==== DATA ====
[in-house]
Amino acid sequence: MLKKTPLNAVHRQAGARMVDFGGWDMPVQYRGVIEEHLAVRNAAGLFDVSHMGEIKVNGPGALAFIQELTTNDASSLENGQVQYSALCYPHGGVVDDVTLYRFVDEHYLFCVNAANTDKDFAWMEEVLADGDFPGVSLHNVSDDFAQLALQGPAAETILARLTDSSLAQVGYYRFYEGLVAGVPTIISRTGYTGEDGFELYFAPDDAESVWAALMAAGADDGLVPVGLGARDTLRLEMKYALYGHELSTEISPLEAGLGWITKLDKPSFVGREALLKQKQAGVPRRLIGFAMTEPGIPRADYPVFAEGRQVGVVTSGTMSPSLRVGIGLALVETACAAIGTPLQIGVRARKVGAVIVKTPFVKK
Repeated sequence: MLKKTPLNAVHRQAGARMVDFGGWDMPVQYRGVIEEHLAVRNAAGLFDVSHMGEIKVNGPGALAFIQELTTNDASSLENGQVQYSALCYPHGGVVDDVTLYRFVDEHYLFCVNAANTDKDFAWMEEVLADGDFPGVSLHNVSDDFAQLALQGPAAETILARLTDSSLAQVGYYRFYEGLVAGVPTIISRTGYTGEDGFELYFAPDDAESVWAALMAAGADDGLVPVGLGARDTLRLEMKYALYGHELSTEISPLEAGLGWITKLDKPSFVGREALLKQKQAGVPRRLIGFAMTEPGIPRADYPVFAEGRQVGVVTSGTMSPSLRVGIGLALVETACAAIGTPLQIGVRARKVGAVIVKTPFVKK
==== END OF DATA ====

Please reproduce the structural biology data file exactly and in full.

[in-house]
Amino acid sequence: MLKKTPLNAVHRQAGARMVDFGGWDMPVQYRGVIEEHLAVRNAAGLFDVSHMGEIKVNGPGALAFIQELTTNDASSLENGQVQYSALCYPHGGVVDDVTLYRFVDEHYLFCVNAANTDKDFAWMEEVLADGDFPGVSLHNVSDDFAQLALQGPAAETILARLTDSSLAQVGYYRFYEGLVAGVPTIISRTGYTGEDGFELYFAPDDAESVWAALMAAGADDGLVPVGLGARDTLRLEMKYALYGHELSTEISPLEAGLGWITKLDKPSFVGREALLKQKQAGVPRRLIGFAMTEPGIPRADYPVFAEGRQVGVVTSGTMSPSLRVGIGLALVETACAAIGTPLQIGVRARKVGAVIVKTPFVKK
Repeated sequence: MLKKTPLNAVHRQAGARMVDFGGWDMPVQYRGVIEEHLAVRNAAGLFDVSHMGEIKVNGPGALAFIQELTTNDASSLENGQVQYSALCYPHGGVVDDVTLYRFVDEHYLFCVNAANTDKDFAWMEEVLADGDFPGVSLHNVSDDFAQLALQGPAAETILARLTDSSLAQVGYYRFYEGLVAGVPTIISRTGYTGEDGFELYFAPDDAESVWAALMAAGADDGLVPVGLGARDTLRLEMKYALYGHELSTEISPLEAGLGWITKLDKPSFVGREALLKQKQAGVPRRLIGFAMTEPGIPRADYPVFAEGRQVGVVTSGTMSPSLRVGIGLALVETACAAIGTPLQIGVRARKVGAVIVKTPFVKK